Drawing Inspiration from Historical Texts

Instructor: Ivy Roberts

Ivy Roberts has taught undergraduate-level film studies for over 9 years. She has a PhD in Media, Art and Text from Virginia Commonwealth University and a BA in film production from Marlboro College. She also has a certificate in teaching online from UMGC and non-profit marketing and fundraising from UC Davis.

This lesson explores how modern works of literature and film draw on historical texts. We will learn about the genre of historical fiction. Then, we will discover how the structures of fairy tales and mythic archetypes inspire contemporary writers.

Timeless Stories

From The Clash of the Titans (Greek Legend) and The Mists of Avalon (Arthurian Legend), to Jesus Christ Superstar (The Bible) and Into the Woods (Brothers Grimm fairy tales), modern works look to historical texts for inspiration and guidance. We are drawn to ancient texts because they tell universal, timeless stories. Humans survive. We struggle against adversity. People fall in love. Young heroes set out to right a wrong. A noble warrior saves a beautiful ingénue from danger. These are the backbones of stories that have stood the test of time: Homer's Odyssey, Arthurian legends, Greek mythology, and Grimm's fairy tales. Modern authors draw on historical texts for all sorts of reasons.  We continue to tell stories such as these because they get at the heart of what it means to be human.

Countless films and works of literature retell myths, legends, and fairy tales without adding new interpretations. But truly innovative and creative works aim to do more than simply adapt the earlier work. For example, Gregory Maguire's novels retell fairy tales from the perspective of the bad guy: Mirror, Mirror (2003), based on Snow White and Confessions of an Evil Stepsister (1999), based on Cinderella. Similarly, John Gardner imagined the epic poem of Beowulf from the perspective of the monster in Grendel (1971). Angela Carter's collection of short stories, The Bloody Chamber (1979), applies a feminist perspective to fairy tales.

This lesson explores three main ways that modern works of fiction draw on historical texts: adaptation of theme or story, structure, and archetypal characters.

Historical Fiction

The genre of historical fiction defines novels set in a period prior to the time they were written. Works such as Name of the Rose by Umberto Eco (1980), Number The Stars by Lois Lowry (1989), and Outlander by Diana Gabaldon (1991) fall into this category. Historical novels draw on events, characters and stories from history, embroidering these tales with dramatic climaxes and epic journeys. They do not aim to be true to life and should not be used as evidence to support an understanding of real world history. Modern novels based in the past differ from classic literature, such as works by classic authors including Jane Austen, Charles Dickens and John Steinbeck. Pride and Prejudice (1813) Oliver Twist (1838) and Of Mice and Men (1937) are therefore not considered to be historical fiction.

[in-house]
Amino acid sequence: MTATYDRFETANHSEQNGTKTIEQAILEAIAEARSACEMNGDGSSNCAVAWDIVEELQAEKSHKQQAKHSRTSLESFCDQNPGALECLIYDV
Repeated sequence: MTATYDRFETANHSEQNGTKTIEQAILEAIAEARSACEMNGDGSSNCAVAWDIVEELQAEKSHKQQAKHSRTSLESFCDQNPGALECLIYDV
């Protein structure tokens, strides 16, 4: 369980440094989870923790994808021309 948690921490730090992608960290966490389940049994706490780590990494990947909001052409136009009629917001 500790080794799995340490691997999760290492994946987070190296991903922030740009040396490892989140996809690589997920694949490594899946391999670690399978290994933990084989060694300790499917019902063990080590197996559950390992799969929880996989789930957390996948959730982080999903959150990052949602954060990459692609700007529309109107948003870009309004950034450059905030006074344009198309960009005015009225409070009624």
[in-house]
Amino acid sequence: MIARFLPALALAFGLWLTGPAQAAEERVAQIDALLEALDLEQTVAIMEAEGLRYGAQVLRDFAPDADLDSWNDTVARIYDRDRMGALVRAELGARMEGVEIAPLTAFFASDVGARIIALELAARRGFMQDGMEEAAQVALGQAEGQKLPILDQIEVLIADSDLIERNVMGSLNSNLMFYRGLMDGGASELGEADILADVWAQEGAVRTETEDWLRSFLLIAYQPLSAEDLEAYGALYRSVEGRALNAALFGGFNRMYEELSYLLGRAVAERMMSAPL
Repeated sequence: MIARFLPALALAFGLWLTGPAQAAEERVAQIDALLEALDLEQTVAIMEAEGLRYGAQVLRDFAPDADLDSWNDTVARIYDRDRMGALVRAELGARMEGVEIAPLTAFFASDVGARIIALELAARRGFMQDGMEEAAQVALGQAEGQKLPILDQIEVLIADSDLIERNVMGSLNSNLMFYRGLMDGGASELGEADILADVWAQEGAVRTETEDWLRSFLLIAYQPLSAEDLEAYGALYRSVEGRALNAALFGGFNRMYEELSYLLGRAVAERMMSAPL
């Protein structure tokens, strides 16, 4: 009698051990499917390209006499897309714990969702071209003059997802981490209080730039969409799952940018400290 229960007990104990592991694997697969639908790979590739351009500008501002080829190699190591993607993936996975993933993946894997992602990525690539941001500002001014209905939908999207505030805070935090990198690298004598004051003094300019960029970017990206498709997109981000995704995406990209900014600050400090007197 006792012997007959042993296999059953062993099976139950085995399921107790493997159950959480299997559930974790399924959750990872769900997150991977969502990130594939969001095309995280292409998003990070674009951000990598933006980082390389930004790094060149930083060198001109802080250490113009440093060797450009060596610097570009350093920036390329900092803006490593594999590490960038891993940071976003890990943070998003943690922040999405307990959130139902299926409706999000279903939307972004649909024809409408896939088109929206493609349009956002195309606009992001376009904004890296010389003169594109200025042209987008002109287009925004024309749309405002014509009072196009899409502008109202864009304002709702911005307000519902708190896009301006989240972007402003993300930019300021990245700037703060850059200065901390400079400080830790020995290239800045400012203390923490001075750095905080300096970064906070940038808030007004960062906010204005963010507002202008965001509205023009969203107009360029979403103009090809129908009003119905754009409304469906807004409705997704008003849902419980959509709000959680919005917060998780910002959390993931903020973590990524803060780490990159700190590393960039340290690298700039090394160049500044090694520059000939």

Homer's Odyssey, written in the 8th century BC, for example, is hands down an epic journey about the enduring themes of loyalty, temptation, and folly. The poem has been adapted many times, which testifies to the remarkable longevity of the story. Whether set in outer space in 2001: A Space Odyssey (1968) or during the Great Depression in O Brother, Where Art Thou?, (2000) it holds up in different time periods and geographical settings. Zachary Mason's The Lost Books (2010) shows how authors today need to infuse older works with innovative new material while also contending with the now modern classic adaptations in order to be original. James Joyce set the bar for all of these works when he wrote Ulysses, (1922) the epic modern novel about a day in the life of Leonard Bloom in Dublin.

Cover page of The Odyssey by Homer
homer odyssey

Mythic Structures and Archetypal Characters

Modern works also rely on tried and true literary structures set down by old texts. Apart from familiar content to a story, readers also come to expect a certain progression of events in their favorite stories. We all know that novels and movies have a beginning, a middle and an end. Authors today draw from mythic structure to tell epic stories.

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